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Postmodern Fiction as Poststructuralist Theory: Kathy Acker's Blood and Guts in High School

From: Narrative
Volume 19, Number 1, January 2011
pp. 86-110 | 10.1353/nar.2011.0000

In lieu of an abstract, here is a brief excerpt of the content:

Derrida's trace, "neither perceptible nor imperceptible," the "re-marked place of a mark," pure taking-place, is therefore truly something like the experience of an intelligible matter. The experimentum linguae that is at issue in grammatological terminology does not (as a common misunderstanding insists) authorize an interpretative practice directed toward the infinite deconstruction of a text.… Rather, it marks the decisive event of matter, and in doing so it opens onto an ethics.

Language always occurs in the present because it makes the present, because it's active.

—Kathy Acker, Bodies of Work (4)

Well After the End

When Walter Benn Michaels argued in The Shape of the Signifier: 1967 to the End of History (2004) that the social and political usefulness of poststructuralism had finally expired completely, he was in plentiful company. Terry Eagleton had likewise pronounced in 2003 that "the golden age of cultural theory is long past" (1). Even Jacques Derrida, Frank Kermode, Toril Moi, and Christopher Norris considered theory's aftermath in the collection of interviews life.after.theory (2003). And earlier than that, studies like Thomas Docherty's monograph After Theory: Post Modernism / Post Marxism (1990) and Wendell Harris's edited collection Beyond Poststructuralism: The Speculations of Theory and the Experience of reading (1996), among others, addressed in various contexts theory's alleged decline. The "high theory" of poststructuralism had long since run its course by the time Michaels announced its dissolution into the "end of history." And as its foundational authors passed away or slipped out of the public limelight, the rhetorics and critiques of post-9/11 nationalism overwrote the political cachet of poststructuralism's legacies in the public consciousness of the United States. Further, a new set of European and American philosophers began or completed their rise to ascendancy in the literary-theoretical wings of the U. S. academy—Giorgio Agamben, Alain Badiou, Michael Hardt, Antonio Negri, Jacques Rancière, and Slavoj Žižek, to name a few—in the decades immediately preceding and following the fin de millennium. Whether or not one agrees with the theorists of post-theory about poststructuralism's death in the institutions of American literary criticism, we some time ago passed into a new era in the history of continental thought's reception in American academe.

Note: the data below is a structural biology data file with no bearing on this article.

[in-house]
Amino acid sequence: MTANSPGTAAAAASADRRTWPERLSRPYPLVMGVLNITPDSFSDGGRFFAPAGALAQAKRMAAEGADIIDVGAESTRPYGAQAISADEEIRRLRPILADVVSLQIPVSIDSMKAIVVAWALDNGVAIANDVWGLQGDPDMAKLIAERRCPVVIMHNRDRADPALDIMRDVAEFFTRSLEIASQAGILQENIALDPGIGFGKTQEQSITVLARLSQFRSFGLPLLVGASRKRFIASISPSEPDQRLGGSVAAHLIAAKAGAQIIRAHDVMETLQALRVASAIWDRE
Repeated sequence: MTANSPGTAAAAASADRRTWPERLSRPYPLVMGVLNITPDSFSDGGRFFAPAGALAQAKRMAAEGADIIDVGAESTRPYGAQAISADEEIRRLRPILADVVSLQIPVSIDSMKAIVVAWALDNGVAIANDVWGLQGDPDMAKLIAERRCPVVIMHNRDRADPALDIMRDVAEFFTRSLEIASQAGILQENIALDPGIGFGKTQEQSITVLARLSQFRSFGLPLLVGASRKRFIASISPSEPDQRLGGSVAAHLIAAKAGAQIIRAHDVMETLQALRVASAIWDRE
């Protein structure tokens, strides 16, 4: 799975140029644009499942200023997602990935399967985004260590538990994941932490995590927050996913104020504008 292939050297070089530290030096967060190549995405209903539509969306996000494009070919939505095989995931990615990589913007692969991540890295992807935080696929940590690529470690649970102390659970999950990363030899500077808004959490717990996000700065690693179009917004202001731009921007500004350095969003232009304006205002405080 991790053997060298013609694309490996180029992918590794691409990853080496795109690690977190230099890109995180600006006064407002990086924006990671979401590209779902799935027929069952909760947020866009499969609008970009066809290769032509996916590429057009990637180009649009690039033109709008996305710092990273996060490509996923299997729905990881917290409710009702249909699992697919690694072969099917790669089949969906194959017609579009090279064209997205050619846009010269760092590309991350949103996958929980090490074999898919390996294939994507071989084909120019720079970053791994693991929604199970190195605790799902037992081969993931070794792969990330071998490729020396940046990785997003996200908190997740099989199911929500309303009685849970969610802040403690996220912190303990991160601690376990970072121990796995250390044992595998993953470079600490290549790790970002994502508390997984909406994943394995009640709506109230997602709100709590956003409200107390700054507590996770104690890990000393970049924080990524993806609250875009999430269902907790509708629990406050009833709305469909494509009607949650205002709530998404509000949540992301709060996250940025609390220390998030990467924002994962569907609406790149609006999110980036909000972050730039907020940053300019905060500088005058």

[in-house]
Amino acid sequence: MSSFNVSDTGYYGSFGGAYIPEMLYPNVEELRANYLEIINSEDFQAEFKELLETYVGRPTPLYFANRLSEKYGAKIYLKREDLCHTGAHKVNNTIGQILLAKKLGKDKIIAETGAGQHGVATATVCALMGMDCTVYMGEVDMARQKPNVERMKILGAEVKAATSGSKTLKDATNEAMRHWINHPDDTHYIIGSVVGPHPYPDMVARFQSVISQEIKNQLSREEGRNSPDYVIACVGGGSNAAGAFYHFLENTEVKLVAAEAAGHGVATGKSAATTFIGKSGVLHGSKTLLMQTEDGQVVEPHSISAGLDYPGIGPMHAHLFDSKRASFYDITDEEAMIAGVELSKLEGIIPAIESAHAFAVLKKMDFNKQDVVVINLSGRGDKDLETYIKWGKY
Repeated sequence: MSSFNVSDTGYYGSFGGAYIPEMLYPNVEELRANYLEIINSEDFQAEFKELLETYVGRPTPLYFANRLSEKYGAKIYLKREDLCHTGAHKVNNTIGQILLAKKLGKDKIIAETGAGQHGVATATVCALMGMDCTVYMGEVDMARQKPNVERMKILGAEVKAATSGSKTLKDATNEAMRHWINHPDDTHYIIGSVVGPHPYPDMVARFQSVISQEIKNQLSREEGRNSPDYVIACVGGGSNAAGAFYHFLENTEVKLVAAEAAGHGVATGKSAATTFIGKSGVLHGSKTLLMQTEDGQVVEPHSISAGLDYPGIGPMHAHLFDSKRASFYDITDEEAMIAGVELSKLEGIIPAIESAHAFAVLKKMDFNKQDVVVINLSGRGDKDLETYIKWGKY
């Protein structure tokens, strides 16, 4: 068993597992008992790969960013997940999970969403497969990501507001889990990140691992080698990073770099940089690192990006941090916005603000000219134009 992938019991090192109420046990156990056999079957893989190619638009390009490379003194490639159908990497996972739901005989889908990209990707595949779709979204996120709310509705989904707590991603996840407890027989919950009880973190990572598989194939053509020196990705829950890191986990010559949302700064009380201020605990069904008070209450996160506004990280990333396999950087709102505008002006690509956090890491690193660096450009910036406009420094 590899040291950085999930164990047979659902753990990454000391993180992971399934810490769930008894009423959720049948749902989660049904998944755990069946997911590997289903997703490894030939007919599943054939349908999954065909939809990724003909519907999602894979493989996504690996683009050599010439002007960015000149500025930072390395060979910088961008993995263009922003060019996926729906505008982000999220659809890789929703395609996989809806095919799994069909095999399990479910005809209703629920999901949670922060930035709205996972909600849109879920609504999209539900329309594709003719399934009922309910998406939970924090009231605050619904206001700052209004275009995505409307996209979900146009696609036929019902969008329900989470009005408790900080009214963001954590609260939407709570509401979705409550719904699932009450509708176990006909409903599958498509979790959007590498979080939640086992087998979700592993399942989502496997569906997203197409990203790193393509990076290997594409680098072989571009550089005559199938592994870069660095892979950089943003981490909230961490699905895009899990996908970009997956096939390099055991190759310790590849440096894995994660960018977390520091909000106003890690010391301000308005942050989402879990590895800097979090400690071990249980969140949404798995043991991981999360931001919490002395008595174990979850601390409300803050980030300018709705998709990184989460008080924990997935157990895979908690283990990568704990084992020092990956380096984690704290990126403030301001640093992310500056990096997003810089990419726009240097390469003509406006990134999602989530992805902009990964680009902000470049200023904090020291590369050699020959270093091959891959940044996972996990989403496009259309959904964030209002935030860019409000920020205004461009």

But what is it about poststructuralist analysis that strikes today's philosophers and literary theorists as incommensurate to the task of living and thinking in a twenty-first-century global landscape? One suggestion, to return to Michaels's condemnation, is that poststructuralist theory has no room for ethical praxis. If poststructuralism (albeit caricatured poststructuralism) tells us that everything is text and that all texts are dependent on readers for meaning, then theory undercuts the grounds for ethical behavior by reducing meaning and belief to the isolated particularity of individual subjects. At the so-called "end of history"—which is to say in the age of fully globalized economic systems and floating exchange rates—Michaels tells us, "the fantasy of the senseless (writing without meaning) has taken its place alongside the fantasy of Empire (politics without believing)" (182). In this account, what has diminished is the political efficacy of espousing skepticism about meaning and belief. In other words, globalization has diluted the political potency of skepticism about normative statements and causal narrative. And that skepticism, Michaels would tell us, is shared by theorists of multicultural identity politics, by literary critics steeped in Paul de Man, by authors of metafiction and L=A=N=G=U=A=G=E poetry, by queer theorists, by feminists, by anyone, in fact, who interrogates how dominant cultural narratives construct and maintain social reality. Skepticism, Michaels suggests, cannot do ethics, cannot do politics, and cannot read the world, let alone make it a better place. Yet it has been blindly institutionalized as a "fantasy of the senseless" in something like a fully late capital—or in the really late postmodernism of Michael Hardt and Antonio Negri's Empire (2000). Michaels's argument, reductive as it may be, is also seductive because it recognizes the political limitations of certain modes of reading (vis-à-vis both word and world), as...